June 18, 2005

Etymology as argument

Some linguistic myths are durable because they're useful: the Eskimos have an extraordinary number of different words for snow; the Chinese word for crisis is made up of the words for danger and opportunity; and so on. These myths are useful in part because they exemplify attractive ideas: language reflects experience and influences thought; acute problems can lead to new solutions. The linguistic truth of the matter is beside the point.

Geoff Pullum has observed that the Eskimo vocabulary hoax is frequently evoked in a particular rhetorical pattern: If the Eskimos have N words for snow, then the <members of group X> must have <even more than N> words for <things in some semantic field stereotypically associated with group X>. An email yesterday from Carrie Shanafelt drew my attention to a different rhetorical device that is also a common motivation for linguistic fantasy.

Carrie's example came from an episode of Oprah featuring adult women who described being raped by their fathers.

It was horrific and gruesome and I wondered how any of these women could get through each day without committing patricide. Then Oprah asked T.D. Jakes, of Potter's Touch Ministries, to explain how a person could ever get past a betrayal that awful. He said, "The word 'forgiveness,' in Greek, is the same word as 'to exhale.'" The whole audience gave a long sigh together, as if that explained everything.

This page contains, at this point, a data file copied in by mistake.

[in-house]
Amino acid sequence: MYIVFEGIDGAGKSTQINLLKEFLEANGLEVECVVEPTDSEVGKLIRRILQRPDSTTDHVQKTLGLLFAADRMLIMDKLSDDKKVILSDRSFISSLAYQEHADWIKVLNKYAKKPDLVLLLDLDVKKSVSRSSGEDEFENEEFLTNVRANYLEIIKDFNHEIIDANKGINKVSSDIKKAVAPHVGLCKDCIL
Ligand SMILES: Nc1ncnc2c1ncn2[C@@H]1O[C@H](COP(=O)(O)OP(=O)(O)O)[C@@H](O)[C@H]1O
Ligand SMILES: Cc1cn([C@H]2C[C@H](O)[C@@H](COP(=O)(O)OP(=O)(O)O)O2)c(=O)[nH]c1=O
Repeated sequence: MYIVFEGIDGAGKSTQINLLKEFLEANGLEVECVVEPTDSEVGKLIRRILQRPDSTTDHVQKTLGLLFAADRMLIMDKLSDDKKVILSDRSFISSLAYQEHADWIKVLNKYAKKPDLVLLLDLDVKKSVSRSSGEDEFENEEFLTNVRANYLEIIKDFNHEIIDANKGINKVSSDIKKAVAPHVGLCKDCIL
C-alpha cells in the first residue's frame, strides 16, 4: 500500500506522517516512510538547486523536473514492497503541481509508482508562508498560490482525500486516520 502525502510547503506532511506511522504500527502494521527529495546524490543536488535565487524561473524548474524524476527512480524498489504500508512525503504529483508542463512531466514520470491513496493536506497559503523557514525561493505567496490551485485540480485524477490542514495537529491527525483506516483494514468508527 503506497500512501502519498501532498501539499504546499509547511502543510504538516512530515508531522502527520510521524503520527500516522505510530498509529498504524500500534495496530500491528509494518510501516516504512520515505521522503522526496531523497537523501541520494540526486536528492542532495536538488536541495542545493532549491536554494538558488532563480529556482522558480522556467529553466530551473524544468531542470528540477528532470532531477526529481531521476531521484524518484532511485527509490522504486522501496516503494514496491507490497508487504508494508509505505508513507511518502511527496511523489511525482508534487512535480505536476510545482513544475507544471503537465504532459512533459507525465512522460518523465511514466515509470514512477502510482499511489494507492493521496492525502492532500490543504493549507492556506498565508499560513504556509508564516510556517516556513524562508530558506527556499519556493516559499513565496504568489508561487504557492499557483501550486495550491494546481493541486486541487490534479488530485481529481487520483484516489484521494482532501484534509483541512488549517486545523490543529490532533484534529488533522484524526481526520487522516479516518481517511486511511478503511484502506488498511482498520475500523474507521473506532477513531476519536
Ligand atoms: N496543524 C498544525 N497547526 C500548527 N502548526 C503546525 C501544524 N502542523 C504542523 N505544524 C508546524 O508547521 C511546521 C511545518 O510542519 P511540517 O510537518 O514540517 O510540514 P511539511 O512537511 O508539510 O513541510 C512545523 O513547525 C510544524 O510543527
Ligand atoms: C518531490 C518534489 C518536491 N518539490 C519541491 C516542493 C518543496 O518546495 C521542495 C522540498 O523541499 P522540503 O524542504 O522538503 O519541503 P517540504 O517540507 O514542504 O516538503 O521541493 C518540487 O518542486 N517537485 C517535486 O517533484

Oprah (herself a victim of incestual rape) wasn't buying it. "Forgiveness is a pretty complex word in a situation in which you already love and trust your rapist. The desire to forgive can also be the desire to blame yourself and not be able to confront what's happened." (This bit is paraphrased, but her argument was along these lines.)

The weird thing was that everyone seemed to disagree with Oprah, something no one wants to do. Once Jakes pulled out the "forgiveness in Greek" (a language which the audience probably associates with the Bible, democracy, and ancient philosophy) line, it was all over for the case that these women should be hunting their dads down with lawsuits (or crossbows). I'm a rhetorician, not a linguist, and it seemed as though this little linguistic flourish of useless (or false) knowledge has somehow become quite a successful rhetorical device. I suspect this device grew up in the church, where it was probably born in legitimate word-study sermons for congregations who don't know Hebrew or Greek. Strong's Numbers can seem massively important when you first look at them.

The form of this rhetorical trope seems to be:

In <language X>, the word for <concept Y> is based on the word for <concept Z> (or perhaps, a combination of the words for <concept Z1> and <concept Z2>). Therefore, in order to understand <concept Y>, you should think in terms of <concept Z>, recognizing the deep traditional wisdom inherent in the lexicographic history of <language X>.